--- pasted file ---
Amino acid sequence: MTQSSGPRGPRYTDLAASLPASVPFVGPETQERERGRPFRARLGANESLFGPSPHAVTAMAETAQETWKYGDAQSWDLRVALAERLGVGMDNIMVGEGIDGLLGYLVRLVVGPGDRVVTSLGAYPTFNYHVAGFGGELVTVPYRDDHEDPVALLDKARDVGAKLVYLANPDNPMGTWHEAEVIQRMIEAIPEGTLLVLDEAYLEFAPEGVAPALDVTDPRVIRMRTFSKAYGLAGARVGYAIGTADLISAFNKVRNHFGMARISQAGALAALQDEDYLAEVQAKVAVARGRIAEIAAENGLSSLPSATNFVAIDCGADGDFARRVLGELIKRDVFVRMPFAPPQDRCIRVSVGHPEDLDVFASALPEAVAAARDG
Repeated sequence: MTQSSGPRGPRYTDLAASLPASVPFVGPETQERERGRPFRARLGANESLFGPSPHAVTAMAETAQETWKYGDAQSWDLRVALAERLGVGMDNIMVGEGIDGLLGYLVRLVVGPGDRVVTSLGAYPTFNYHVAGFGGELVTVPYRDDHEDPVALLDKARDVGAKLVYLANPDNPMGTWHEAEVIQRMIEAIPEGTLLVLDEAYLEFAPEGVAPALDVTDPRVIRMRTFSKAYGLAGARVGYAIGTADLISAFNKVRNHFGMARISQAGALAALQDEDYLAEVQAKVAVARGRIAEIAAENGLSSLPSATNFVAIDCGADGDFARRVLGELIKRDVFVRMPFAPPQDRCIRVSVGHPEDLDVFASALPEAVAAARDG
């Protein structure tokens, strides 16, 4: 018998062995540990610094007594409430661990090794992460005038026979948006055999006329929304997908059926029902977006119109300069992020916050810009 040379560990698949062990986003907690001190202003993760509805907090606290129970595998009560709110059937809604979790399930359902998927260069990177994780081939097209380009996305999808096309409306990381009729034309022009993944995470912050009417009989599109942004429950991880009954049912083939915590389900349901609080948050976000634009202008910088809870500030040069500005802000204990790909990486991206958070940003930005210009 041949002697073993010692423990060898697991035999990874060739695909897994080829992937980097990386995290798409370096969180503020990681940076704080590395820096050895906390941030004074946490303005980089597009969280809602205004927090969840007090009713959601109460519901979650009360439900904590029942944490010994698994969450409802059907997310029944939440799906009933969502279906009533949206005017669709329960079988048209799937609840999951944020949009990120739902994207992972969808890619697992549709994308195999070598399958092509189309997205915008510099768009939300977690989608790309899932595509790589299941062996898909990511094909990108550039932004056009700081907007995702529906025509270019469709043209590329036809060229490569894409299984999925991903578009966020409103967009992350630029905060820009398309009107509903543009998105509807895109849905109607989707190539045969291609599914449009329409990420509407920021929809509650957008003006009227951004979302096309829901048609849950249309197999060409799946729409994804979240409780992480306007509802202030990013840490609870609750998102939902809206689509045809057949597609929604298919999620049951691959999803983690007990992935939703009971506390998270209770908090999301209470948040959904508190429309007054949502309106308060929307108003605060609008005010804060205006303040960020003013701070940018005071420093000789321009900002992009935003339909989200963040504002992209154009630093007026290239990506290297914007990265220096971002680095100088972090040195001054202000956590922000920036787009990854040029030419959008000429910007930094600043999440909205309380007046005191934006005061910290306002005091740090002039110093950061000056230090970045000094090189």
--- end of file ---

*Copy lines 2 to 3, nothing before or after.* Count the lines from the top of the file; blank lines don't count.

Repeated sequence: MTQSSGPRGPRYTDLAASLPASVPFVGPETQERERGRPFRARLGANESLFGPSPHAVTAMAETAQETWKYGDAQSWDLRVALAERLGVGMDNIMVGEGIDGLLGYLVRLVVGPGDRVVTSLGAYPTFNYHVAGFGGELVTVPYRDDHEDPVALLDKARDVGAKLVYLANPDNPMGTWHEAEVIQRMIEAIPEGTLLVLDEAYLEFAPEGVAPALDVTDPRVIRMRTFSKAYGLAGARVGYAIGTADLISAFNKVRNHFGMARISQAGALAALQDEDYLAEVQAKVAVARGRIAEIAAENGLSSLPSATNFVAIDCGADGDFARRVLGELIKRDVFVRMPFAPPQDRCIRVSVGHPEDLDVFASALPEAVAAARDG
């Protein structure tokens, strides 16, 4: 018998062995540990610094007594409430661990090794992460005038026979948006055999006329929304997908059926029902977006119109300069992020916050810009 040379560990698949062990986003907690001190202003993760509805907090606290129970595998009560709110059937809604979790399930359902998927260069990177994780081939097209380009996305999808096309409306990381009729034309022009993944995470912050009417009989599109942004429950991880009954049912083939915590389900349901609080948050976000634009202008910088809870500030040069500005802000204990790909990486991206958070940003930005210009 041949002697073993010692423990060898697991035999990874060739695909897994080829992937980097990386995290798409370096969180503020990681940076704080590395820096050895906390941030004074946490303005980089597009969280809602205004927090969840007090009713959601109460519901979650009360439900904590029942944490010994698994969450409802059907997310029944939440799906009933969502279906009533949206005017669709329960079988048209799937609840999951944020949009990120739902994207992972969808890619697992549709994308195999070598399958092509189309997205915008510099768009939300977690989608790309899932595509790589299941062996898909990511094909990108550039932004056009700081907007995702529906025509270019469709043209590329036809060229490569894409299984999925991903578009966020409103967009992350630029905060820009398309009107509903543009998105509807895109849905109607989707190539045969291609599914449009329409990420509407920021929809509650957008003006009227951004979302096309829901048609849950249309197999060409799946729409994804979240409780992480306007509802202030990013840490609870609750998102939902809206689509045809057949597609929604298919999620049951691959999803983690007990992935939703009971506390998270209770908090999301209470948040959904508190429309007054949502309106308060929307108003605060609008005010804060205006303040960020003013701070940018005071420093000789321009900002992009935003339909989200963040504002992209154009630093007026290239990506290297914007990265220096971002680095100088972090040195001054202000956590922000920036787009990854040029030419959008000429910007930094600043999440909205309380007046005191934006005061910290306002005091740090002039110093950061000056230090970045000094090189």